“What they showed in that paper was that the air flow went from the contagious person, directly all the way to the other side of the room. And even though it was beyond six feet, they made a pretty compelling case that these other individuals got sick from that contagious person on the other side of the restaurant.”Dr. Richard Martinello, Medical Director, Infection Prevention, Yale New Haven Health System.
Still, Martinello said, while people need to go to the grocery store, and want to support restaurants, “There is a great deal of chance we take with our health and that of our family when we go to indoor locations like restaurants.”
Skepticism about the Pandemic, Distrust of the Vaccine, and Conspiracy Theories
Dr. Balcezak and Dr. Martinello talked about potential skepticism about the safety of vaccines, disbelief that the pandemic existed, and conspiracy theories.
“This is real. This is causing significant morbidity and mortality, and it is stressing our health care system across the US.”– Dr. Tom Balcezak, Yale New Haven Health chief clinical officer.
Balcezak said he believed the virus had disproportionately impacted elderly people living in congregated environments, and people of color in densely populated or urban areas.
“Those are people who are marginalized and left out of mainstream discussion,” he said, adding that since visitors are restricted, especially in hospitals in hot spots, there is a degree of invisibility of the virus to the general public.
Still he said he anticipated that over time there would be increased acceptance of the vaccine as safe and effective.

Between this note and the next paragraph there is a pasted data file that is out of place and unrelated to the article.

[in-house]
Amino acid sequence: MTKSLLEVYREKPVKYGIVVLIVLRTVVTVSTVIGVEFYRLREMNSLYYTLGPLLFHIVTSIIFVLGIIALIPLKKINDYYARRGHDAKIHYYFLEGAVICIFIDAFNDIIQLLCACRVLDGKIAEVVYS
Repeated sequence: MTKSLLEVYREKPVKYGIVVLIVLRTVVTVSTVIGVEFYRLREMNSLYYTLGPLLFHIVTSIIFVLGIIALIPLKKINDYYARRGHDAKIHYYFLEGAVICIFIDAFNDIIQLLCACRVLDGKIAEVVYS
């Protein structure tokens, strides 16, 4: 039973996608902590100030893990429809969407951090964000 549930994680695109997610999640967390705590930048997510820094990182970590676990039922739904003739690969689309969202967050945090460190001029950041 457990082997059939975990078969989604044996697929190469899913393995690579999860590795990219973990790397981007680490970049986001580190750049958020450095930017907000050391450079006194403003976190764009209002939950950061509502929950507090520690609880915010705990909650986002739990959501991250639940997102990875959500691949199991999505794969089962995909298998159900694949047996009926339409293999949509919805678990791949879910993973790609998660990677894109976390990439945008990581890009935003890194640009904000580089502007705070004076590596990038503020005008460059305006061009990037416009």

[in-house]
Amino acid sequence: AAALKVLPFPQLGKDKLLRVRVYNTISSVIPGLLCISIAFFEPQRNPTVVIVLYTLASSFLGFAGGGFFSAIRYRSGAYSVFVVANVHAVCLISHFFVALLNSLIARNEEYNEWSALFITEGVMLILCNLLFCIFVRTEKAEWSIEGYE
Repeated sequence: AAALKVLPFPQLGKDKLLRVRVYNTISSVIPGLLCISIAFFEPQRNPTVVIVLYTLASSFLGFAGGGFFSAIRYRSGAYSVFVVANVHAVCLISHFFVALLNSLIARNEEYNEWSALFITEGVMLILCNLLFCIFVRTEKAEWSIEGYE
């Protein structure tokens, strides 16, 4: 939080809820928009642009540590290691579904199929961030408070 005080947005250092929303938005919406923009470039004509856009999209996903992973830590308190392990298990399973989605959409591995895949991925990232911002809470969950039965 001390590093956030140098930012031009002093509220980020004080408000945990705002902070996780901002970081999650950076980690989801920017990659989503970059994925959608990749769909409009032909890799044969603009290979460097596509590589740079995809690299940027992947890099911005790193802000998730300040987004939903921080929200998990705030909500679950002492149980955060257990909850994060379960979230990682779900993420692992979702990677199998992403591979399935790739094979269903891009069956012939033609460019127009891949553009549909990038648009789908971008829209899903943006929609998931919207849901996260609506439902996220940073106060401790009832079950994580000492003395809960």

“We have to accept that this is the only way to get out of this trouble we are in in this pandemic,” he warned.
Dr. Martinello said he believed people tend to look for simple answers, and those tend to be amplified on social media – even when they are incorrect.
“The ability for messages, some of which aren’t based in fact or reality, is to become amplified,” he said. “We desire to understand them in simple terms. Some are conspiracy theories. They are simple and spread more readily than facts.”
“Like a cancer, (conspiracy theories) degrade our understanding of reality, and it gets very confusing for people in terms of what to believe and how to make decisions based on facts,” Martinello said.
Immunity and Antibodies
Dr. Martinello said in the US, only about 10-15% of the population have antibodies, but that one recent paper indicated that the number of people with antibodies was decreasing.
“Some of the antibodies people are developing after they get infected are starting to go away,” Martinello said. “The concern about that is if you get infection, we don’t know at this point how long you may have a degree of immunity against Covid.”
“What we do know, and what’s been very well studied, are these vaccines,” he added. “We do know that the vaccines produce high levels of antibody and high degree of immunity.”
He said research to date indicates that receiving a vaccine will produce higher levels of antibodies compared with infections of the SARS-CoV-2 virus itself.
“Especially mild infections, which sometimes have been reported to produce somewhat lower levels of antibodies,” he added.
He said even for people who have been infected, he anticipated it would be strongly recommended they be vaccinated.
Dec 5, 2020